Scorsese and De Niro’s new mob movie ‘The Irishman’ about NEPA hitman bought by Netflix
For years, there have been sporadic updates about “The Irishman,” the highly anticipated film that will reunite director Martin Scorsese and actor Robert De Niro, but now the mafia movie with real-life local connections is closer than ever to production thanks to Netflix.
The leading streaming entertainment subscription service has acquired the worldwide rights to the project, which will also star Al Pacino and possibly the retired Joe Pesci. The script, written by Steven Zaillian, is based on the 2004 true crime bestseller “I Heard You Paint Houses” by Charles Brandt about the life of hitman Frank “The Irishman” Sheeran.
Employed by the Bufalino crime family, based in Northeastern Pennsylvania, Sheeran committed over two dozen murders for the mob and confessed to killing labor union leader Jimmy Hoffa, who was famously never found. The Bufalino family operated out of Scranton, Wilkes-Barre, and Pittston, so it is safe to say that parts of “The Irishman” will take place in NEPA.
Scorsese and De Niro collaborated on some of the greatest organized crime movies of all time, including “Mean Streets,” “Goodfellas,” and “Casino,” along with other classics like “Taxi Driver,” “Raging Bull,” and “Cape Fear,” so “The Irishman” could be another legendary film in the making. It will mark their ninth movie and first full-length feature they’ve worked on together since “Casino” in 1995. De Niro (and possibly other actors) will be de-aged for the role using computer effects.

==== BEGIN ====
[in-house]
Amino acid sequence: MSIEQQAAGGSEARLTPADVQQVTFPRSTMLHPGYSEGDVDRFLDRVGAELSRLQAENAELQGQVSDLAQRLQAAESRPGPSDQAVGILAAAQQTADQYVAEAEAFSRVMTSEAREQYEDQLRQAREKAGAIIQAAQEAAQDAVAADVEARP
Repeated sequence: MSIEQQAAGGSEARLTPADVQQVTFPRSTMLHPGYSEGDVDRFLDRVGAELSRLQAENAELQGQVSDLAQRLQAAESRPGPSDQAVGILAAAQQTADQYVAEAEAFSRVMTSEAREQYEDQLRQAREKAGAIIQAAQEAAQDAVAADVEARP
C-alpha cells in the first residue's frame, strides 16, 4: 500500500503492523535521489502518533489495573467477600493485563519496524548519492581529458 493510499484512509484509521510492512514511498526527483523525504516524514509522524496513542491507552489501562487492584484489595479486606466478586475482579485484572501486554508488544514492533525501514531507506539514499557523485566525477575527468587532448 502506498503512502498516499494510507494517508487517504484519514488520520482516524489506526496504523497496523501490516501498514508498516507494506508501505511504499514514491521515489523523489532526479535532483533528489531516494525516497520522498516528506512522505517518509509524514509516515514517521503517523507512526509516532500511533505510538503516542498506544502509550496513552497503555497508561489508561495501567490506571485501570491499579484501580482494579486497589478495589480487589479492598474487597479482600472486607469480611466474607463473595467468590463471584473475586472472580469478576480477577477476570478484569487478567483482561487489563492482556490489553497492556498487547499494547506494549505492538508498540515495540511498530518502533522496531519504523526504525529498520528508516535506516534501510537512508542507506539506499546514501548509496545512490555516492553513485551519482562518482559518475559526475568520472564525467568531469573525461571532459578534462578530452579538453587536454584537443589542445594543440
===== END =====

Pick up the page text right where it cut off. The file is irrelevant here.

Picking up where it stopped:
Work on “The Irishman” started in 2008 at Paramount Pictures, but after Scorsese’s “Silence” underperformed at the box office, it appears that Netflix is taking the reigns on this project, which is expected to finally begin production later this year.
A synopsis of the book “I Heard You Paint Houses” details the true story that will be retold in the upcoming movie:
The first words Jimmy Hoffa ever spoke to Frank “the Irishman” Sheeran were, “I heard you paint houses.” To paint a house is to kill a man. The paint is the blood that splatters on the walls and floors. In the course of nearly five years of recorded interviews Frank Sheeran confessed to Charles Brandt that he handled more than twenty-five hits for the mob, and for his friend Hoffa. Sheeran learned to kill in the U.S. Army, where he saw an astonishing 411 days of active combat duty in Italy during World War II. After returning home he became a hustler and hit man, working for legendary crime boss Russell Bufalino. Eventually he would rise to a position of such prominence that in a RICO suit then-U.S. Attorney Rudy Giuliani would name him as one of only two non-Italians on a list of 26 top mob figures. When Bufalino ordered Sheeran to kill Hoffa, he did the deed, knowing that if he had refused he would have been killed himself. Sheeran’s important and fascinating story includes new information on other famous murders, and provides rare insight to a chapter in American history. Charles Brandt has written a page-turner that is destined to become a true crime classic.